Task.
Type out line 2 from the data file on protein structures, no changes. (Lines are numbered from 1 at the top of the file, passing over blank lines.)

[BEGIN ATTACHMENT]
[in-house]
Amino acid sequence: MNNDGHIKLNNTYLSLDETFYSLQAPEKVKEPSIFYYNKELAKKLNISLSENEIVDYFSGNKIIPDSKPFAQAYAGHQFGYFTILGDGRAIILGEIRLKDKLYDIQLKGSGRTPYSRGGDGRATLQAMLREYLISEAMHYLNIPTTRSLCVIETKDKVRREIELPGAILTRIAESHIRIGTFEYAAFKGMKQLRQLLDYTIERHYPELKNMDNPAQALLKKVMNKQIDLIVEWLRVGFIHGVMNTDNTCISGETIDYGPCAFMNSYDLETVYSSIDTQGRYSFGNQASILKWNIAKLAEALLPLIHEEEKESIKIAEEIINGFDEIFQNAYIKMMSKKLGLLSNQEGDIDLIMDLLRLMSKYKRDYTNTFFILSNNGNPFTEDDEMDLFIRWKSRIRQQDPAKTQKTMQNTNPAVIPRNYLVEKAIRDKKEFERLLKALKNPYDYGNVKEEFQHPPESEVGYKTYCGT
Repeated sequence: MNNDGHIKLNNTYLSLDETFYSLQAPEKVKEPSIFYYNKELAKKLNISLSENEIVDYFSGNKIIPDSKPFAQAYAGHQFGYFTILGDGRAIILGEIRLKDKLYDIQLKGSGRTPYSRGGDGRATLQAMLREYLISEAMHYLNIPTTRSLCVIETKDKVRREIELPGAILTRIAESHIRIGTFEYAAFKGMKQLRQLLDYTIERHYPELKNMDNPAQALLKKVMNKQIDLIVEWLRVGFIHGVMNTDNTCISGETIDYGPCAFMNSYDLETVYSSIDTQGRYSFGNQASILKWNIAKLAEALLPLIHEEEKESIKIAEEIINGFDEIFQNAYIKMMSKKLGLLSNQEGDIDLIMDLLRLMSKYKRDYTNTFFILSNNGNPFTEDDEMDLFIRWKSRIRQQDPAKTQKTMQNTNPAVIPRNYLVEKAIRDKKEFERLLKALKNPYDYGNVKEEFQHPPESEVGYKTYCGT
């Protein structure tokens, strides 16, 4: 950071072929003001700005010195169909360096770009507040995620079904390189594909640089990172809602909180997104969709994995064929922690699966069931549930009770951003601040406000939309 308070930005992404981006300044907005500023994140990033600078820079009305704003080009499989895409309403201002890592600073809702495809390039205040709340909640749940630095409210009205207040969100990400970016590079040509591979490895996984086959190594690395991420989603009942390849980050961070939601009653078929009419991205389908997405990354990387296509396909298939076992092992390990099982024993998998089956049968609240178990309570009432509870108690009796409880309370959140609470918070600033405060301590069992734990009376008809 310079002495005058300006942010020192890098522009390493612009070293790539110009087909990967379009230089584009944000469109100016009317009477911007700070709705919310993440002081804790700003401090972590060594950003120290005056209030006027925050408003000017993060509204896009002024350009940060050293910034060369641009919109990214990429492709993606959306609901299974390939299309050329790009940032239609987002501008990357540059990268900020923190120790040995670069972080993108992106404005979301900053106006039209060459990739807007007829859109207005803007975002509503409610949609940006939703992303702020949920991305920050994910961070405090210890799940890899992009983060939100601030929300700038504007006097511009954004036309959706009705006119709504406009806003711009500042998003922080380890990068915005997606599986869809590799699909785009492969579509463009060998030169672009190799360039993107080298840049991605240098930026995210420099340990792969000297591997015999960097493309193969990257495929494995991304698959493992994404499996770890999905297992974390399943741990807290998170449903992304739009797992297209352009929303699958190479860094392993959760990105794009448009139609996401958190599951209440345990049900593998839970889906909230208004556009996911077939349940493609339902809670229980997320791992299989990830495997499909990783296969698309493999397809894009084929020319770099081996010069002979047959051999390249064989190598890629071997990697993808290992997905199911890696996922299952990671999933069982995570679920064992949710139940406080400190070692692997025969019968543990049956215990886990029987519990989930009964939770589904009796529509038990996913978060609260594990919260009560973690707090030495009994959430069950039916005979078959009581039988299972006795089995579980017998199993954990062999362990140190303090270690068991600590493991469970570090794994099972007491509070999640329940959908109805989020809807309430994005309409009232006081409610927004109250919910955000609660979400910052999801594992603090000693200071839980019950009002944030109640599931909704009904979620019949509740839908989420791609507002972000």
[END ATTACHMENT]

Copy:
Amino acid sequence: MNNDGHIKLNNTYLSLDETFYSLQAPEKVKEPSIFYYNKELAKKLNISLSENEIVDYFSGNKIIPDSKPFAQAYAGHQFGYFTILGDGRAIILGEIRLKDKLYDIQLKGSGRTPYSRGGDGRATLQAMLREYLISEAMHYLNIPTTRSLCVIETKDKVRREIELPGAILTRIAESHIRIGTFEYAAFKGMKQLRQLLDYTIERHYPELKNMDNPAQALLKKVMNKQIDLIVEWLRVGFIHGVMNTDNTCISGETIDYGPCAFMNSYDLETVYSSIDTQGRYSFGNQASILKWNIAKLAEALLPLIHEEEKESIKIAEEIINGFDEIFQNAYIKMMSKKLGLLSNQEGDIDLIMDLLRLMSKYKRDYTNTFFILSNNGNPFTEDDEMDLFIRWKSRIRQQDPAKTQKTMQNTNPAVIPRNYLVEKAIRDKKEFERLLKALKNPYDYGNVKEEFQHPPESEVGYKTYCGT